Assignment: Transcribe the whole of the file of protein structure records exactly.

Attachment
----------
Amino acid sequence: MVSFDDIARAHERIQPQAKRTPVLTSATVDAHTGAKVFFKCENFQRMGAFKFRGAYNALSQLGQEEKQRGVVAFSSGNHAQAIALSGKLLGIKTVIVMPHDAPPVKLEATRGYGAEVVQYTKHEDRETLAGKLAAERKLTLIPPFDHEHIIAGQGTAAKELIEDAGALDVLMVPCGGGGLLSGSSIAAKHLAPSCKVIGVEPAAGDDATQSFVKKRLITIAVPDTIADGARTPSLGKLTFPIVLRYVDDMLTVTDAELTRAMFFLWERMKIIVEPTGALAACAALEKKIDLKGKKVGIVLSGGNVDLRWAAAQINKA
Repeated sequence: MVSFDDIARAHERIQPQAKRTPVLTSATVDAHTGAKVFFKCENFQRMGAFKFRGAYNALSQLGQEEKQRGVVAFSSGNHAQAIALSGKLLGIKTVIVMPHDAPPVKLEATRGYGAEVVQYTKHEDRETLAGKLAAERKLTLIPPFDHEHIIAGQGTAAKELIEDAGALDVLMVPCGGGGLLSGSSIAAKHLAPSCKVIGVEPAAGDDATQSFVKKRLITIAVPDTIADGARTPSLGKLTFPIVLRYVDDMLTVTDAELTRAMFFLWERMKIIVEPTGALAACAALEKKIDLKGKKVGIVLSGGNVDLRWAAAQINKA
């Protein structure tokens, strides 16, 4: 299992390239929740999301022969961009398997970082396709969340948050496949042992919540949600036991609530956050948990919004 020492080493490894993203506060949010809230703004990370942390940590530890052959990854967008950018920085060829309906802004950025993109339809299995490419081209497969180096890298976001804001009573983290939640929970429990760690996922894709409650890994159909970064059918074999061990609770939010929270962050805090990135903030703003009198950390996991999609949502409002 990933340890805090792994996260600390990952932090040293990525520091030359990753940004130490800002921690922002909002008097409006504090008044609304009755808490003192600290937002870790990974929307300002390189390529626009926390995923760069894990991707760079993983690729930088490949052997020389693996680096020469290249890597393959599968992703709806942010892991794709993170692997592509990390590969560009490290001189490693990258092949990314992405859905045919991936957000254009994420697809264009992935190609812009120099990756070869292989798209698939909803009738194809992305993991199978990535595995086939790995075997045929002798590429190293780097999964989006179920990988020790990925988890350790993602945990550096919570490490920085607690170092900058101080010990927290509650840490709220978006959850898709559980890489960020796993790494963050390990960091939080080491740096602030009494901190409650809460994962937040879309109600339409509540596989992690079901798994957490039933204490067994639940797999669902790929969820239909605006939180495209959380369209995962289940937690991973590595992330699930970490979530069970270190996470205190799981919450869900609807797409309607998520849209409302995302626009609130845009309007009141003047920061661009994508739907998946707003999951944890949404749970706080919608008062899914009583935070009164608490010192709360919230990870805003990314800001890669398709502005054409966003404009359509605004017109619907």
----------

Amino acid sequence: MVSFDDIARAHERIQPQAKRTPVLTSATVDAHTGAKVFFKCENFQRMGAFKFRGAYNALSQLGQEEKQRGVVAFSSGNHAQAIALSGKLLGIKTVIVMPHDAPPVKLEATRGYGAEVVQYTKHEDRETLAGKLAAERKLTLIPPFDHEHIIAGQGTAAKELIEDAGALDVLMVPCGGGGLLSGSSIAAKHLAPSCKVIGVEPAAGDDATQSFVKKRLITIAVPDTIADGARTPSLGKLTFPIVLRYVDDMLTVTDAELTRAMFFLWERMKIIVEPTGALAACAALEKKIDLKGKKVGIVLSGGNVDLRWAAAQINKA
Repeated sequence: MVSFDDIARAHERIQPQAKRTPVLTSATVDAHTGAKVFFKCENFQRMGAFKFRGAYNALSQLGQEEKQRGVVAFSSGNHAQAIALSGKLLGIKTVIVMPHDAPPVKLEATRGYGAEVVQYTKHEDRETLAGKLAAERKLTLIPPFDHEHIIAGQGTAAKELIEDAGALDVLMVPCGGGGLLSGSSIAAKHLAPSCKVIGVEPAAGDDATQSFVKKRLITIAVPDTIADGARTPSLGKLTFPIVLRYVDDMLTVTDAELTRAMFFLWERMKIIVEPTGALAACAALEKKIDLKGKKVGIVLSGGNVDLRWAAAQINKA
């Protein structure tokens, strides 16, 4: 299992390239929740999301022969961009398997970082396709969340948050496949042992919540949600036991609530956050948990919004 020492080493490894993203506060949010809230703004990370942390940590530890052959990854967008950018920085060829309906802004950025993109339809299995490419081209497969180096890298976001804001009573983290939640929970429990760690996922894709409650890994159909970064059918074999061990609770939010929270962050805090990135903030703003009198950390996991999609949502409002 990933340890805090792994996260600390990952932090040293990525520091030359990753940004130490800002921690922002909002008097409006504090008044609304009755808490003192600290937002870790990974929307300002390189390529626009926390995923760069894990991707760079993983690729930088490949052997020389693996680096020469290249890597393959599968992703709806942010892991794709993170692997592509990390590969560009490290001189490693990258092949990314992405859905045919991936957000254009994420697809264009992935190609812009120099990756070869292989798209698939909803009738194809992305993991199978990535595995086939790995075997045929002798590429190293780097999964989006179920990988020790990925988890350790993602945990550096919570490490920085607690170092900058101080010990927290509650840490709220978006959850898709559980890489960020796993790494963050390990960091939080080491740096602030009494901190409650809460994962937040879309109600339409509540596989992690079901798994957490039933204490067994639940797999669902790929969820239909605006939180495209959380369209995962289940937690991973590595992330699930970490979530069970270190996470205190799981919450869900609807797409309607998520849209409302995302626009609130845009309007009141003047920061661009994508739907998946707003999951944890949404749970706080919608008062899914009583935070009164608490010192709360919230990870805003990314800001890669398709502005054409966003404009359509605004017109619907």